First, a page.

Akiko Amano is at home! It’s the Tokyo Olympic Games and she was selected to be an Olympic referee here having spent many years on the World Judo Tour. A 7th dan and a former member of the Japanese national team, Akiko is an avid fan of beautiful judo but has the expertise to understand it all on a deep and connected level.

“This event, the Olympic Games, comes during a very difficult situation for the IOC and along with the IJF everyone is working very hard to make this event happen and I am pleased it is finally happening.

I respect all the athletes for keeping their health and motivation for this extra, unexpected one year period. It’s surely been very hard but to participate here shows something in their character that is fitting on the Olympic stage."

Nora Gjakova (KOS) with the extraordinary will to win.

"There is a lot of power and speed on show, offering some very dynamic judo, it’s a special platform for them. This set of circumstances has given rise to the majority of today’s judoka wanting to be aggressive. They were not trying to escape from the fights. I’m very pleased also that all athletes, even those who lose, are showing such positive behaviour and are bowing correctly. This etiquette is so necessary. Now all the coaches are bowing together with the athletes and to each other. It’s good to show this spirit of judo all over the world; judo can produce this self-discipline and mutual respect.

The final block brought us some very exciting matches. An Changrim taking the score just seconds before the end of time was an illustration of his character, always positive and aggressive. He never stopped believing in his ability to win the medal.

Personally I always wish to see many ippon finishes, at every event. I’m satisfied with the overall performance of the athletes today as they kept aiming at the scores rather than the penalties.

The women also brought some excellent judo. It’s good to see some of the natural personality of the fighters as they bow off the tatami at the end of their fights. They really show us an incredible level of self-control and discipline and this is really something special for the next generations to see. These judoka fight with such intensity but always leave the whole fight on the mat, becoming simply human again with each soremade."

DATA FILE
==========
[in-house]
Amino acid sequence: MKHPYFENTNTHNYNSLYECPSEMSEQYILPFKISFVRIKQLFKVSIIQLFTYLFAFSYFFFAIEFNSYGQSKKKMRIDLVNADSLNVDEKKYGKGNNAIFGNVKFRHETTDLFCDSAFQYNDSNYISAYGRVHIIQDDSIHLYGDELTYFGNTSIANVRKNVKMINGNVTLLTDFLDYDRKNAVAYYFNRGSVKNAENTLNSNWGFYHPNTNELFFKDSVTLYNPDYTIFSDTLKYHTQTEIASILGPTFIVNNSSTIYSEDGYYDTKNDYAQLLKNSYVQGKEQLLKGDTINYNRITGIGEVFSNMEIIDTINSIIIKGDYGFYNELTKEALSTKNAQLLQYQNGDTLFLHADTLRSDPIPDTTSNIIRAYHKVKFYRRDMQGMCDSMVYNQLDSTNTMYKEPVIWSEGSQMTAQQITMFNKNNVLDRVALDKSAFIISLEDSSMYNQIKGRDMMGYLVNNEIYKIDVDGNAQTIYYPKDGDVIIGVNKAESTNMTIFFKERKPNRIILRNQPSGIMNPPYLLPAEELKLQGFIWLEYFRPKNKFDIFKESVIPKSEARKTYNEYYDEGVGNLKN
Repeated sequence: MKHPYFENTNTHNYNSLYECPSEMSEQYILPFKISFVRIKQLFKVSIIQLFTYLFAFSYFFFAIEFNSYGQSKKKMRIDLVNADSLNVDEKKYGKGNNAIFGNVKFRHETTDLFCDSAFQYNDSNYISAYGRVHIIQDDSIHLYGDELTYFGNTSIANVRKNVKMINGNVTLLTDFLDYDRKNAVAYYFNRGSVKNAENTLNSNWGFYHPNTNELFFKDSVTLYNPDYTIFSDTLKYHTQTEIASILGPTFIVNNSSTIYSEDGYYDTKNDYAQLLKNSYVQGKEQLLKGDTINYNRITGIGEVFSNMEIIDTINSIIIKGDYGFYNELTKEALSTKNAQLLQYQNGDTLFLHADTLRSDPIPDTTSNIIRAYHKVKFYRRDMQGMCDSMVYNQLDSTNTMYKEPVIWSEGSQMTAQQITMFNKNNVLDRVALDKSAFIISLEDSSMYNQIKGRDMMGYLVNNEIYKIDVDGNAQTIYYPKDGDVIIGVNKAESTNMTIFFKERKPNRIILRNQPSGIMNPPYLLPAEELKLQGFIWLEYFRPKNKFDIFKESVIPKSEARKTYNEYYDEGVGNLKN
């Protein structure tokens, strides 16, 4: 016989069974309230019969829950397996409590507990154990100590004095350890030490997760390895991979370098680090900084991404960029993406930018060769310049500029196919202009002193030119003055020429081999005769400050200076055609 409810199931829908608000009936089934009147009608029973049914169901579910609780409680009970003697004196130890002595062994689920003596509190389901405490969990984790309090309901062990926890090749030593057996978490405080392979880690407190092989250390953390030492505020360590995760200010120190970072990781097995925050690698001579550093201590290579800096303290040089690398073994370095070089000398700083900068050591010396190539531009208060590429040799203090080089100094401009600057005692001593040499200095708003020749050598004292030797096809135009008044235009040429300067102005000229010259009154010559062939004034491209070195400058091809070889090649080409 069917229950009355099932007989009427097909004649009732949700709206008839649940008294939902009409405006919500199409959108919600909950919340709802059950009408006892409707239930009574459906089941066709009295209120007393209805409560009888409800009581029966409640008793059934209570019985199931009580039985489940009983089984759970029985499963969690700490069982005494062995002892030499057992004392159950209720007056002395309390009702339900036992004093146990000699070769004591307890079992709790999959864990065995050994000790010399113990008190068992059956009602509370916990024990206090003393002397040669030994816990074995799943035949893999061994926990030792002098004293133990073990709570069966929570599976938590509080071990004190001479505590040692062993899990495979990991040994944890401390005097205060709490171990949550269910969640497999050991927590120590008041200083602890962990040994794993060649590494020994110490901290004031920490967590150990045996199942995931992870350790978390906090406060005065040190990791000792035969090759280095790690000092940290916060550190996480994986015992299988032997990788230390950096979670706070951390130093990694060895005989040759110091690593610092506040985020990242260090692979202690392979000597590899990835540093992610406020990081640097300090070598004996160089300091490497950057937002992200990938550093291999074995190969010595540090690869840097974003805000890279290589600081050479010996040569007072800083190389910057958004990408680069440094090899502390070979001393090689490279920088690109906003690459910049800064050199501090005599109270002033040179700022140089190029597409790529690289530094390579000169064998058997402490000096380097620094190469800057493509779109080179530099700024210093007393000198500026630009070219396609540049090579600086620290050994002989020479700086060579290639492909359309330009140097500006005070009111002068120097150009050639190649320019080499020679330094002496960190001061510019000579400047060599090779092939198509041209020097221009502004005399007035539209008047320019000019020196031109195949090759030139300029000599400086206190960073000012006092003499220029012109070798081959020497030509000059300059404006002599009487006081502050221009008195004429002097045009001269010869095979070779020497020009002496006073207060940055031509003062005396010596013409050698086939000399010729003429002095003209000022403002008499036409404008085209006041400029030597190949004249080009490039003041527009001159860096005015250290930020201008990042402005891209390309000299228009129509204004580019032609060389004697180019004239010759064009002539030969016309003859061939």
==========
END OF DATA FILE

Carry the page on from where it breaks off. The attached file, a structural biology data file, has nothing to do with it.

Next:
Lasha Shavdatuashvili (GEO) with a huge smile after the semi-final

In the men’s -73kg final we were treated to the awesome technique of Ono, which might seem obvious to say, especially as I am Japanese, but it remains true. The technique from both men was excellent. The atmosphere between them is very tense, it seems very intimate. It is a level of engagement that attracts people to want to watch. This strong heart and desire to never give up, despite the possible nerves for such a final, was all turned into energy, power and performance and maybe even those strong, challenging feelings were enjoyable in a way.

-73kg Olympic final: power and intensity

"The final word is to acknowledge one of the key points that illustrates what a unique champion Ono really is. We know he is a specialist with uchi-mata and osoto-gari and he can use them to great effect and at any time, almost against anyone. Today he was challenged and was under a great deal of pressure, having not competed for a very long time. When his usual techniques didn’t find space today, he was able to make new choices and employ the ko-soto-gake in the semi-final and after a long golden score period in the final he chose sasae-tsuri-komi-ashi. This range of ippon-scoring techniques at the very highest level, usable in any direction and against any gripping strategy is truly masterful. Ono Shohei delivered a lesson to all judoka today.”

Day 4 approaches and as Ono confirmed his reputation today, we wonder if Clarisse will do the same. That long yearned-for Olympic gold medal, to accompany her 5 world titles, is on the line tomorrow.

See also